Talk about some ingredients for a fireworks show in markets. Not only to we have the big FOMC rate announcement scheduled for next Wednesday but before that potential powder-keg announcement, we have a slew of typically market moving economic releases due out later this week, starting the Jobless Claims, Producer Price Index, Retail Sales & the Philadelphia Fed Business Outlook Survey to be released at 8:30am ET & if that wasn't enough, Industrial Production is scheduled to be released shortly after the market opens at 9:15am ET.
Should the market make it through the day unscathed, the Consumer Price Index (CPI) is scheduled to be released an hour before the market opens on Friday not to mention the fact that Friday is a Quadruple Witching Day, days which are often marked by an increase in volatility, particularly in the last hour of trading. The bottom line is that we have a slew of economic data due out later this week, the results of which will most likely play into the Fed's decision to leave rates steady or raise them.
Essentially it boils down to this: (edit: The probability of a rate hike next week was previously incorrectly states as 85%, which is the probability that the Fed Funds Rate will remain at 50 bp next week, thereby implying a 15% chance of a rate hike). It now appears that we may have come to the point where good news (on the economy) is likely to be bad news for the stock market as that will further solidify the case for a rate hike while bad news (further deterioration of the economic fundamentals, as most economic indicators have been trending lower & are now hovering dangerously close to levels which could indicate an economic contraction), could very likely be interpreted as bad news for the stock market, as many economic indicators that have come in below expectations in recent years had room to fall as most of those indicators were either still well at expansionary readings or just dismissed as one-off aberrations as the overall trend was still healthy. That doesn't seem to be the case at this point as quite a few key economic indicators have been trending lower recently & are now hovering precariously close to levels that warn of a contraction in the economy.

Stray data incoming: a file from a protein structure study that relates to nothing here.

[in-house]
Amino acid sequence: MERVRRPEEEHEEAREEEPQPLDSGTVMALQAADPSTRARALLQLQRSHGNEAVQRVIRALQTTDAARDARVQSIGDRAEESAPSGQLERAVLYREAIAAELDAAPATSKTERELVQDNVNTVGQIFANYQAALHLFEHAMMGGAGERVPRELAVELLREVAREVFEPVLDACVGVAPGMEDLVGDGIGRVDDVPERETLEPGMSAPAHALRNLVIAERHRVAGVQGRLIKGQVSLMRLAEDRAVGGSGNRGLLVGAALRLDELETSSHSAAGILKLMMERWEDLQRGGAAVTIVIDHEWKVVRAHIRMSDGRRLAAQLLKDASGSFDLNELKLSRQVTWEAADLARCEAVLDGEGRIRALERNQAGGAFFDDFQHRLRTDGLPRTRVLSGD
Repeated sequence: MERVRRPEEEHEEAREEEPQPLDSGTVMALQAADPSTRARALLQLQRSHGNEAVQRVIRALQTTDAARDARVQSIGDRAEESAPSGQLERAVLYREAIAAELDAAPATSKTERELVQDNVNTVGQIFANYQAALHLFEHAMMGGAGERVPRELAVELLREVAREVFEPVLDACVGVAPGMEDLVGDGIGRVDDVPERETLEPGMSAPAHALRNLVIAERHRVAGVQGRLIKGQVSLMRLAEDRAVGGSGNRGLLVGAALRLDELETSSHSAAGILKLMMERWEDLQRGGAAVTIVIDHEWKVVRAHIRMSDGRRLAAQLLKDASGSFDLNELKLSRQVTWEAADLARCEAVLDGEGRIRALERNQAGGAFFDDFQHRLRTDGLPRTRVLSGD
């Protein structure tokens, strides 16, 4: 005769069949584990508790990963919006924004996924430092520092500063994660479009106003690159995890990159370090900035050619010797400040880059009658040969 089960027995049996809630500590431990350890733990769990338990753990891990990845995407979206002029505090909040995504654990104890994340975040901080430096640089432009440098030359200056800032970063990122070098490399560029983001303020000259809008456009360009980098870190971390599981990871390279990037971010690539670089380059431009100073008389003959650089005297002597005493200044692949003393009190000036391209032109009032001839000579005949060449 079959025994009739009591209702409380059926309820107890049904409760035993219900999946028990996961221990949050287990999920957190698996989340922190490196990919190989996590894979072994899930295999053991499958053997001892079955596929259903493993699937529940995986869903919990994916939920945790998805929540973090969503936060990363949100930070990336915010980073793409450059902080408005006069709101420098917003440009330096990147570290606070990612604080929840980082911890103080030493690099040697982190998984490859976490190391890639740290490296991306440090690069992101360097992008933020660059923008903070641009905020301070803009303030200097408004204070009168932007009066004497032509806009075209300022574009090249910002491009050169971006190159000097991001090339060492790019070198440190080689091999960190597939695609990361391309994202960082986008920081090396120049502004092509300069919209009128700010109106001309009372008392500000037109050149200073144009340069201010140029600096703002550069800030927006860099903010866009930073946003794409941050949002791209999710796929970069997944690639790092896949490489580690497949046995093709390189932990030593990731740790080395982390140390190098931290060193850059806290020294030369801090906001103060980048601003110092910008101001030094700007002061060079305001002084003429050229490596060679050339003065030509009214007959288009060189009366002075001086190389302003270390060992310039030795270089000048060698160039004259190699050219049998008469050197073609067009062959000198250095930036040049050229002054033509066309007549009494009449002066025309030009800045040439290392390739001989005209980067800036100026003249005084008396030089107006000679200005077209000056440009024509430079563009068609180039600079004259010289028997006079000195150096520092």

With that being said, it's not the news or the numbers in the economic releases that is important, or even whether or not the Fed raises rates or decides to hold steady for now, rather it is only the stock market's reaction that matters. I'm not referring to the initial knee-jerk reaction, as the initial & often the subsequent knee-jerk reactions in the stock market immediately following an FOMC announcement is often faded, rather how the market trades in the coming days & especially weeks following the FOMC decision is what is important. Should the markets take a rate hike in stride, only to go on & move back above the recent sideways trading ranges & break out to new highs then it would simply tell us that the supply/demand dynamics are clearly bullish & vice versa should the market sell-0ff & take out the recent lows.